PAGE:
Not having to instantiate is not so much "what static means" or "the 'benefit' of static." It's more of a secondary effect. It's not like creating objects is something onerous that is to be avoided if possible.

                      What static means is that it's associated with the class as a whole, not with individual instances of the class. One implication of that is that you don't need to access it through an instance (and shouldn't--use the class name). But that's not the "meaning" or "benefit."

                      As stated, static methods don't have a "benefit" over non-statics any more than a hamer has a benefit over a screwdriver. They're just different tools for different jobs.
                      • 8. Re: what is the benefit of static in a method/function
                        807599
                        A class is an object.

                        So for example:

                        class STUDENT
                        {
                        public String getStudentName()
                        {
                        return name;
                        }

                        public int getStudentGPA()
                        {
                        return GPA;
                        }
                        }

                        In this case, to be able to call the function getStudentName() and getStudentGPA() you will actually need a STUDENT object.
                        That means you must have declared e.g. STUDENT A; (in the main method for example), then to call those two functions above you'll need to write A.getStudentName(); and A.getStudentGPA();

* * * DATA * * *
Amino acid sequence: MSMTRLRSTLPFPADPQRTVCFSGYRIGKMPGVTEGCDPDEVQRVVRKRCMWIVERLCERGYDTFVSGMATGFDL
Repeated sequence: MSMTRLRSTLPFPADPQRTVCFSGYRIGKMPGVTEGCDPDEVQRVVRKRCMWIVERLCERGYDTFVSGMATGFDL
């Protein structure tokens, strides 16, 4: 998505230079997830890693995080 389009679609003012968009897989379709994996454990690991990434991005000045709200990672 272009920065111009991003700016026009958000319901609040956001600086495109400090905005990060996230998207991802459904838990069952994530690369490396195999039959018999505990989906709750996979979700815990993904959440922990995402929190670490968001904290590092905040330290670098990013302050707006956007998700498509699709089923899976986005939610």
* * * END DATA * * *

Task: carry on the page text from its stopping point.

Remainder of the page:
HOWEVER if you have static method, you don't need to create an object of that class type. You can just simply call the class name and then use the dot operator and call the function. e.g.:

                        class STUDENT
                        {
                        public static String getStudentName()
                        {
                        return name;
                        }

                        public static int getStudentGPA()
                        {
                        return GPA;
                        }
                        }

                        Notice that these are static methods, so to access these methods you just need to write STUDENT.getStudentName(); or STUDENT.getStudentGPA();
                        Again, notice that here I don't use A . but instead I used the class name (STUDENT.)

                        However, this is not logically correct in this (my) particular case to make those two methods static. You'll need to read more by yourself about the usage of static method. I am just trying to explain it to you why there is such thing called static methods in java.

                        - o.z.